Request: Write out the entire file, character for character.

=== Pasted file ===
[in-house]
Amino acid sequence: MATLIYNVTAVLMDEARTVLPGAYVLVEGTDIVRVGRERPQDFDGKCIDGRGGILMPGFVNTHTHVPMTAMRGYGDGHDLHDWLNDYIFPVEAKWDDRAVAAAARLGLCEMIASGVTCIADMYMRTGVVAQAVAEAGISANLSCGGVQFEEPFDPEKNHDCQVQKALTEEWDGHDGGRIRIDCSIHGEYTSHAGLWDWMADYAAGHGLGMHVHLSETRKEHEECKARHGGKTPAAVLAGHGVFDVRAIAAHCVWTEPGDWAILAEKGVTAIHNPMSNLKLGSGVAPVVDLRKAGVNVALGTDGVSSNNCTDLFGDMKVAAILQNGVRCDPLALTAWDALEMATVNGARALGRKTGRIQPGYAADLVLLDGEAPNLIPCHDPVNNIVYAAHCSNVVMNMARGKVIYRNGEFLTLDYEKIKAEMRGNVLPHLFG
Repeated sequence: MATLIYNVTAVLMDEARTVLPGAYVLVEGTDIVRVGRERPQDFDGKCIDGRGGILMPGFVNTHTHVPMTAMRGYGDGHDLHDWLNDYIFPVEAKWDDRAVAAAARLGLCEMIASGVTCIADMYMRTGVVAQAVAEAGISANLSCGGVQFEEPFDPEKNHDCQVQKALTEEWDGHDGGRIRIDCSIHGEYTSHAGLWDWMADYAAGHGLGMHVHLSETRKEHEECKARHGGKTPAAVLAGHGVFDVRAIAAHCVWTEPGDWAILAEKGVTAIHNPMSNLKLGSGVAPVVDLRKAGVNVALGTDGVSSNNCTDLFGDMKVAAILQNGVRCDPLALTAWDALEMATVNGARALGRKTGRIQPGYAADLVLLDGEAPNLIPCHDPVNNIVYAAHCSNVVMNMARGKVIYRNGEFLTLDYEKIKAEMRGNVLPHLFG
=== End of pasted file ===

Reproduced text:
[in-house]
Amino acid sequence: MATLIYNVTAVLMDEARTVLPGAYVLVEGTDIVRVGRERPQDFDGKCIDGRGGILMPGFVNTHTHVPMTAMRGYGDGHDLHDWLNDYIFPVEAKWDDRAVAAAARLGLCEMIASGVTCIADMYMRTGVVAQAVAEAGISANLSCGGVQFEEPFDPEKNHDCQVQKALTEEWDGHDGGRIRIDCSIHGEYTSHAGLWDWMADYAAGHGLGMHVHLSETRKEHEECKARHGGKTPAAVLAGHGVFDVRAIAAHCVWTEPGDWAILAEKGVTAIHNPMSNLKLGSGVAPVVDLRKAGVNVALGTDGVSSNNCTDLFGDMKVAAILQNGVRCDPLALTAWDALEMATVNGARALGRKTGRIQPGYAADLVLLDGEAPNLIPCHDPVNNIVYAAHCSNVVMNMARGKVIYRNGEFLTLDYEKIKAEMRGNVLPHLFG
Repeated sequence: MATLIYNVTAVLMDEARTVLPGAYVLVEGTDIVRVGRERPQDFDGKCIDGRGGILMPGFVNTHTHVPMTAMRGYGDGHDLHDWLNDYIFPVEAKWDDRAVAAAARLGLCEMIASGVTCIADMYMRTGVVAQAVAEAGISANLSCGGVQFEEPFDPEKNHDCQVQKALTEEWDGHDGGRIRIDCSIHGEYTSHAGLWDWMADYAAGHGLGMHVHLSETRKEHEECKARHGGKTPAAVLAGHGVFDVRAIAAHCVWTEPGDWAILAEKGVTAIHNPMSNLKLGSGVAPVVDLRKAGVNVALGTDGVSSNNCTDLFGDMKVAAILQNGVRCDPLALTAWDALEMATVNGARALGRKTGRIQPGYAADLVLLDGEAPNLIPCHDPVNNIVYAAHCSNVVMNMARGKVIYRNGEFLTLDYEKIKAEMRGNVLPHLFG